The origin of Capodimonte porcelain dates back to the early eighteenth century and geographically to the Kingdom of Naples. 
The father of Capodimonte porcelain is considered to be Charles of Bourbon. In 1738 he married Maria Amalia daughter of the King of Saxony, Augustus III of Poland and granddaughter of Augustus II, Elector of Saxony and King of Poland and founder of the first European hard paste porcelain factory in Meissen in 1710.
It was from this union that Charles' interest in porcelain production in Naples first sprang. His desire was to create a porcelain production of a quality comparable with the factory in Saxony, whose methods and ingredients were only known by the chemist Bottiger. Charles initially allocated a small building in the Royal Palace to be dedicated to porcelain production under the direction of Giovanni Caselli and the chemist Livio Ottavio Schepers, who had originally worked at the Neapolitan Mint.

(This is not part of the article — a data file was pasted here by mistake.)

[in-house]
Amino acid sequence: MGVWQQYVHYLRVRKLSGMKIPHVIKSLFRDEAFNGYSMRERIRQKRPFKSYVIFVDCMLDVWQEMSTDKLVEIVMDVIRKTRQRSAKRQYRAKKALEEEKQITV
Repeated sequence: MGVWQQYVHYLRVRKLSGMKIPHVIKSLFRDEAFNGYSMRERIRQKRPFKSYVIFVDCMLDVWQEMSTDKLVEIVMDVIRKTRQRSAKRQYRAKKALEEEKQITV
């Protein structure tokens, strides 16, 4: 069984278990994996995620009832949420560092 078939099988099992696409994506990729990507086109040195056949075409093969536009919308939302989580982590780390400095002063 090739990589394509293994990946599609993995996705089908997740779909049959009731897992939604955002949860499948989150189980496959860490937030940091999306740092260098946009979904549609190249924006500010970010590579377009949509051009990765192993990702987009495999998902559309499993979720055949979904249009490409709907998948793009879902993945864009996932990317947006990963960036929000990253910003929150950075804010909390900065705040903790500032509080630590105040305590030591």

In spite of many efforts, including those underhand, the formula for porcelain remained a mystery.


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